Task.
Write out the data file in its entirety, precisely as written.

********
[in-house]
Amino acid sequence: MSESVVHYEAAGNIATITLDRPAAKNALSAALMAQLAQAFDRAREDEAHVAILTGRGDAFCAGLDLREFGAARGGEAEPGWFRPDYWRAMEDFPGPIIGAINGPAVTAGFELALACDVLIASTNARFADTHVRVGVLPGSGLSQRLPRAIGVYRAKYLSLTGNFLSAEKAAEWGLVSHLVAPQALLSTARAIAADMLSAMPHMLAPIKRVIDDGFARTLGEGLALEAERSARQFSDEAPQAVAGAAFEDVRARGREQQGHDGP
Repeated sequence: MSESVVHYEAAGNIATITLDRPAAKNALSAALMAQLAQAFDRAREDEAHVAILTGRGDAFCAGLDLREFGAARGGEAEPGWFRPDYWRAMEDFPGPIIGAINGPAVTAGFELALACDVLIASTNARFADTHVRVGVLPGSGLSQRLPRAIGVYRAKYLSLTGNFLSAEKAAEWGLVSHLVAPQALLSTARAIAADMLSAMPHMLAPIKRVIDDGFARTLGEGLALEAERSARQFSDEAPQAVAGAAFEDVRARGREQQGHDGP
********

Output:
[in-house]
Amino acid sequence: MSESVVHYEAAGNIATITLDRPAAKNALSAALMAQLAQAFDRAREDEAHVAILTGRGDAFCAGLDLREFGAARGGEAEPGWFRPDYWRAMEDFPGPIIGAINGPAVTAGFELALACDVLIASTNARFADTHVRVGVLPGSGLSQRLPRAIGVYRAKYLSLTGNFLSAEKAAEWGLVSHLVAPQALLSTARAIAADMLSAMPHMLAPIKRVIDDGFARTLGEGLALEAERSARQFSDEAPQAVAGAAFEDVRARGREQQGHDGP
Repeated sequence: MSESVVHYEAAGNIATITLDRPAAKNALSAALMAQLAQAFDRAREDEAHVAILTGRGDAFCAGLDLREFGAARGGEAEPGWFRPDYWRAMEDFPGPIIGAINGPAVTAGFELALACDVLIASTNARFADTHVRVGVLPGSGLSQRLPRAIGVYRAKYLSLTGNFLSAEKAAEWGLVSHLVAPQALLSTARAIAADMLSAMPHMLAPIKRVIDDGFARTLGEGLALEAERSARQFSDEAPQAVAGAAFEDVRARGREQQGHDGP